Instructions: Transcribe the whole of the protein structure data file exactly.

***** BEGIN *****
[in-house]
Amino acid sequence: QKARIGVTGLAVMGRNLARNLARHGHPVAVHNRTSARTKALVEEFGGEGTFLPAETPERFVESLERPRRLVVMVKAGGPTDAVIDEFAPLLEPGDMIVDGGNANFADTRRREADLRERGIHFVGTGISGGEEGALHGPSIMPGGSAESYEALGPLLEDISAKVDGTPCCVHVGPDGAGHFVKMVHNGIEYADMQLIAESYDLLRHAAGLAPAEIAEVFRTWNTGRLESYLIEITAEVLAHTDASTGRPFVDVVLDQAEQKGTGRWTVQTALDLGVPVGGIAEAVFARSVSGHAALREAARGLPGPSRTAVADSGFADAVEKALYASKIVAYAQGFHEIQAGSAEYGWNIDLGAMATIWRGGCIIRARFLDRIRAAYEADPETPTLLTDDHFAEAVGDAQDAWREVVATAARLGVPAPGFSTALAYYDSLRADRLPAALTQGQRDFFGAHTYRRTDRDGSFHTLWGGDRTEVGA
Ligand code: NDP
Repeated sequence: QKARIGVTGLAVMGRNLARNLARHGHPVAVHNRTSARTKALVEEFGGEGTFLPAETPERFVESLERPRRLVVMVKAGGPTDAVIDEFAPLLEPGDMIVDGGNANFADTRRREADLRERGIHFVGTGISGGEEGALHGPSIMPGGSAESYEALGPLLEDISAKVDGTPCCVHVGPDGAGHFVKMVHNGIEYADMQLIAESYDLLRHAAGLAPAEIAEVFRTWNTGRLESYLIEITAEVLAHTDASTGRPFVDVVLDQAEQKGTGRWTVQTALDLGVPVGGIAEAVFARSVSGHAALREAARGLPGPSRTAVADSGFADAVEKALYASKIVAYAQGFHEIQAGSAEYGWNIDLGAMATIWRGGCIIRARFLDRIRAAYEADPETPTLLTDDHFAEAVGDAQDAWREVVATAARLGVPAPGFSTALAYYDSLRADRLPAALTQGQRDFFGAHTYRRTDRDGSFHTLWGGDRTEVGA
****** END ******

[in-house]
Amino acid sequence: QKARIGVTGLAVMGRNLARNLARHGHPVAVHNRTSARTKALVEEFGGEGTFLPAETPERFVESLERPRRLVVMVKAGGPTDAVIDEFAPLLEPGDMIVDGGNANFADTRRREADLRERGIHFVGTGISGGEEGALHGPSIMPGGSAESYEALGPLLEDISAKVDGTPCCVHVGPDGAGHFVKMVHNGIEYADMQLIAESYDLLRHAAGLAPAEIAEVFRTWNTGRLESYLIEITAEVLAHTDASTGRPFVDVVLDQAEQKGTGRWTVQTALDLGVPVGGIAEAVFARSVSGHAALREAARGLPGPSRTAVADSGFADAVEKALYASKIVAYAQGFHEIQAGSAEYGWNIDLGAMATIWRGGCIIRARFLDRIRAAYEADPETPTLLTDDHFAEAVGDAQDAWREVVATAARLGVPAPGFSTALAYYDSLRADRLPAALTQGQRDFFGAHTYRRTDRDGSFHTLWGGDRTEVGA
Ligand code: NDP
Repeated sequence: QKARIGVTGLAVMGRNLARNLARHGHPVAVHNRTSARTKALVEEFGGEGTFLPAETPERFVESLERPRRLVVMVKAGGPTDAVIDEFAPLLEPGDMIVDGGNANFADTRRREADLRERGIHFVGTGISGGEEGALHGPSIMPGGSAESYEALGPLLEDISAKVDGTPCCVHVGPDGAGHFVKMVHNGIEYADMQLIAESYDLLRHAAGLAPAEIAEVFRTWNTGRLESYLIEITAEVLAHTDASTGRPFVDVVLDQAEQKGTGRWTVQTALDLGVPVGGIAEAVFARSVSGHAALREAARGLPGPSRTAVADSGFADAVEKALYASKIVAYAQGFHEIQAGSAEYGWNIDLGAMATIWRGGCIIRARFLDRIRAAYEADPETPTLLTDDHFAEAVGDAQDAWREVVATAARLGVPAPGFSTALAYYDSLRADRLPAALTQGQRDFFGAHTYRRTDRDGSFHTLWGGDRTEVGA